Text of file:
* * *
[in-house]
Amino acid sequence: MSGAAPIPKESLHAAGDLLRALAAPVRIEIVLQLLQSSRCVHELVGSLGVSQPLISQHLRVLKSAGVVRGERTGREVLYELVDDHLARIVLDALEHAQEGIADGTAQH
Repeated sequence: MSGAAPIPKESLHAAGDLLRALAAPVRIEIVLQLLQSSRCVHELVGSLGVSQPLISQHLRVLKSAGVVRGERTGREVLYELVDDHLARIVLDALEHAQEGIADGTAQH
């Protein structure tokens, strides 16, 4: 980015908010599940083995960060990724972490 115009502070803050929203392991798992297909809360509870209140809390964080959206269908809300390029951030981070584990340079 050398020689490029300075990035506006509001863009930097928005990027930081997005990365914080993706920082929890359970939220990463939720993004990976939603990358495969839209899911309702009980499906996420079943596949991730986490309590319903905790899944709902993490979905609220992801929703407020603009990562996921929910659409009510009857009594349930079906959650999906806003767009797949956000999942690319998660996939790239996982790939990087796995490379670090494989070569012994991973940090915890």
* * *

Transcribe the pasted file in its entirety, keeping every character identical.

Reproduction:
[in-house]
Amino acid sequence: MSGAAPIPKESLHAAGDLLRALAAPVRIEIVLQLLQSSRCVHELVGSLGVSQPLISQHLRVLKSAGVVRGERTGREVLYELVDDHLARIVLDALEHAQEGIADGTAQH
Repeated sequence: MSGAAPIPKESLHAAGDLLRALAAPVRIEIVLQLLQSSRCVHELVGSLGVSQPLISQHLRVLKSAGVVRGERTGREVLYELVDDHLARIVLDALEHAQEGIADGTAQH
């Protein structure tokens, strides 16, 4: 980015908010599940083995960060990724972490 115009502070803050929203392991798992297909809360509870209140809390964080959206269908809300390029951030981070584990340079 050398020689490029300075990035506006509001863009930097928005990027930081997005990365914080993706920082929890359970939220990463939720993004990976939603990358495969839209899911309702009980499906996420079943596949991730986490309590319903905790899944709902993490979905609220992801929703407020603009990562996921929910659409009510009857009594349930079906959650999906806003767009797949956000999942690319998660996939790239996982790939990087796995490379670090494989070569012994991973940090915890």